San Francisco’s first responders will be eligible to receive up to $100,000 in assistance for a down payment on a home through a program launched today by Mayor Ed Lee and other city officials.
The program, created as part of the housing trust fund initiative approved by San Francisco voters in 2012, is an attempt to get the city’s police officers, firefighters and sheriff’s deputies to live near where they work, the mayor said.
“We want you here all the time, 24/7,” Lee said at a news conference outside City Hall this morning attended by the city’s top law enforcement officials.
He noted the importance of having first responders living nearby in the event of a disaster, citing the recent Asiana Airlines crash at San Francisco International Airport as an example.
“Those first critical hours when an event hits our city, we want them here,” Lee said.
The loans would be for up to $100,000 per household, with the money being returned to the city once the house is sold, Supervisor Mark Farrell said.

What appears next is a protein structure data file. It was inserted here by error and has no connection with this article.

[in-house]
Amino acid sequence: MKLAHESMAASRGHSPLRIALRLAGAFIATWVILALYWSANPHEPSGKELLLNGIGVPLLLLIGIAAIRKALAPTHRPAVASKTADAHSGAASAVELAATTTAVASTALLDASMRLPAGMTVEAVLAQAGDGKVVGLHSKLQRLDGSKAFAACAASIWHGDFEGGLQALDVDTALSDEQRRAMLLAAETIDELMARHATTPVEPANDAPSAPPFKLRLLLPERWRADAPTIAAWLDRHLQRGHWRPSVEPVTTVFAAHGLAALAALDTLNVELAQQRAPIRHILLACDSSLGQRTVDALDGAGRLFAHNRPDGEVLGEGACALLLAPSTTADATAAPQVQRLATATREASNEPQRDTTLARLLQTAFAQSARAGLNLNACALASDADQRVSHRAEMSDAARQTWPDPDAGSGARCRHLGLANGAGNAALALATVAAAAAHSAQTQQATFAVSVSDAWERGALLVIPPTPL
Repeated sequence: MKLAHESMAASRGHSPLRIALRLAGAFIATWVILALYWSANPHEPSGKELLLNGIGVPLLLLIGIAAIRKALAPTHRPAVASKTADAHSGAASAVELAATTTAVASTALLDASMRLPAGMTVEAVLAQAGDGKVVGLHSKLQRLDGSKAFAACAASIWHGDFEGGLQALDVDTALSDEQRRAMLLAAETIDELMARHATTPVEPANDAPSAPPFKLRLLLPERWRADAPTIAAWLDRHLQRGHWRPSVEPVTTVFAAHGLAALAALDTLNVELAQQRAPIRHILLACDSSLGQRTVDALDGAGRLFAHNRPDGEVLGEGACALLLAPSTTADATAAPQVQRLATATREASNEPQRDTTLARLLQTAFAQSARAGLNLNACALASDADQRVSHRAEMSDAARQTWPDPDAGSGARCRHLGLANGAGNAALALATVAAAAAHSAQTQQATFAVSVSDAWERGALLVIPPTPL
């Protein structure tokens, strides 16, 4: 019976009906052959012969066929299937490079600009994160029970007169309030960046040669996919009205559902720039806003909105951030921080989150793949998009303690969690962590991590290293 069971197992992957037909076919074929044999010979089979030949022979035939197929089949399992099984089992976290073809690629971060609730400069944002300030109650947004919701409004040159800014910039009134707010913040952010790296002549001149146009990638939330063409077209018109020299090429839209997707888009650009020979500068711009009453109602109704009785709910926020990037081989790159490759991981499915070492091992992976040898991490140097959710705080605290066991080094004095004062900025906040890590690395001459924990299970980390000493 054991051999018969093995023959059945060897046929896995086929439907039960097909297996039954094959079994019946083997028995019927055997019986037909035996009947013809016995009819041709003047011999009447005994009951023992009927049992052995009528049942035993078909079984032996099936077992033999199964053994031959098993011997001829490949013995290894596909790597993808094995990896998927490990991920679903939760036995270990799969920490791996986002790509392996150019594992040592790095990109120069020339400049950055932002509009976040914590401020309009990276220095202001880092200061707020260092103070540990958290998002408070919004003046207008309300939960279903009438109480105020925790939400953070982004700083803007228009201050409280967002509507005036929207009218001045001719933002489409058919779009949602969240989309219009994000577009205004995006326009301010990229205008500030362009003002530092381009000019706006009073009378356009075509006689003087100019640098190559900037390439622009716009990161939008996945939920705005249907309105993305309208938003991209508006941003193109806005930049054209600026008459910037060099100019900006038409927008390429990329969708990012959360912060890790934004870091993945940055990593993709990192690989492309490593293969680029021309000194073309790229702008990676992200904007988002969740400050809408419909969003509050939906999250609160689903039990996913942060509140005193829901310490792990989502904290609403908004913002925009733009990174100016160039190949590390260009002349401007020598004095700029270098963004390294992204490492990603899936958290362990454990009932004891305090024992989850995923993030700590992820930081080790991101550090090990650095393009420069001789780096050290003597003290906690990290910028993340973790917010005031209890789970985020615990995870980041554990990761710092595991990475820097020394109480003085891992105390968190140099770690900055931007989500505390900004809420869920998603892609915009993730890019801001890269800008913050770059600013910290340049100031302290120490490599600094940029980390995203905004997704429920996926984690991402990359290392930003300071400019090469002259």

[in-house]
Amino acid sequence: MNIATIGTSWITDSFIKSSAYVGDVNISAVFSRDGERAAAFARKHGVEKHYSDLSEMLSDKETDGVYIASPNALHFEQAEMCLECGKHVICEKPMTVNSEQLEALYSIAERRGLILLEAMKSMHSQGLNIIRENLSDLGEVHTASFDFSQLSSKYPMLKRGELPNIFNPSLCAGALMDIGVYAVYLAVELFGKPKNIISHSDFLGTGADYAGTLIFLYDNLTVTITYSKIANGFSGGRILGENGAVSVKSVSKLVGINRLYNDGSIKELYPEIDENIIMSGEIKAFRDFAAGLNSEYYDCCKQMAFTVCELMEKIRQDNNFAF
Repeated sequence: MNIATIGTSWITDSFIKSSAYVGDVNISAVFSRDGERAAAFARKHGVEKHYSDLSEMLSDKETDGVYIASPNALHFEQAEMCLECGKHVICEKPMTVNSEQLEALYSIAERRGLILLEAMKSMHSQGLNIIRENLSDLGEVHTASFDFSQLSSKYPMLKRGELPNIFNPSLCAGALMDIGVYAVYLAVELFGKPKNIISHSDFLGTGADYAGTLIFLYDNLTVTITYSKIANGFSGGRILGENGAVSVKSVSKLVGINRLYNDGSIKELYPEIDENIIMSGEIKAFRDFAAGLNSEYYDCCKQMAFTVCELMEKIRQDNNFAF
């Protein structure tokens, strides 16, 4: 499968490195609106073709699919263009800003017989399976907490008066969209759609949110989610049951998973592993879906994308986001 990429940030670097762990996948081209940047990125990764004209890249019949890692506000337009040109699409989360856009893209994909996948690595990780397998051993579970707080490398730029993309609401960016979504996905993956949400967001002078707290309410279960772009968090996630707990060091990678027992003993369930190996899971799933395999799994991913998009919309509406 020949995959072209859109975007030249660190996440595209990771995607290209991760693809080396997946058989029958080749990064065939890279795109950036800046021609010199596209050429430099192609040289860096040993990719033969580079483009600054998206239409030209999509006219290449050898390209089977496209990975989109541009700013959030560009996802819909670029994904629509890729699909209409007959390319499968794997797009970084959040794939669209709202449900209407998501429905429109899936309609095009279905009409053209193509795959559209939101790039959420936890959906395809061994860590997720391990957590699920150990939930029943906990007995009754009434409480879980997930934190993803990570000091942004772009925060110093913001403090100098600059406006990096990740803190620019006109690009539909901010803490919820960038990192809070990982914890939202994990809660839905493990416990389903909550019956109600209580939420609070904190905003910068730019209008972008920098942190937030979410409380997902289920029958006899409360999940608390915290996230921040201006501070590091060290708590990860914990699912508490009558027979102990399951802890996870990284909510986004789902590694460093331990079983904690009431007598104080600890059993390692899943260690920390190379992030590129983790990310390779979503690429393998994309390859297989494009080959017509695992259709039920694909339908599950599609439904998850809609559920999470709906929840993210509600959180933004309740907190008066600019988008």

Farrell said he pushed for first-responder financial assistance to be included in the ballot initiative because many police officers and firefighters are being pushed out of the city by the high cost of housing.
Senior Deputy Sheriff Mercy Ambat said she is an example of that problem.
“It’s really hard for me to find a house in San Francisco,” Ambat said.
Ambat said she is currently living in a rental in San Mateo but is among many first responders who want to live in San Francisco.
“We want to serve this city. This is where we belong,” she said.
To be eligible for the program, an applicant must be an active member of the city’s police, fire or sheriff’s department and must contribute at least 5 percent of the down payment toward the purchase price of the home, among other requirements.
Funding for the down payment assistance comes from $20 million set aside from the city’s general fund for the housing trust programs—a number that will increase to $50 million over time, according to the mayor’s office.
Other programs included in the housing trust fund are the development of more than 9,000 affordable housing units and the creation of a housing stabilization program to help distressed low- and moderate-income residents stay in their homes, according to the mayor’s office.
Dan McMenamin, Bay City News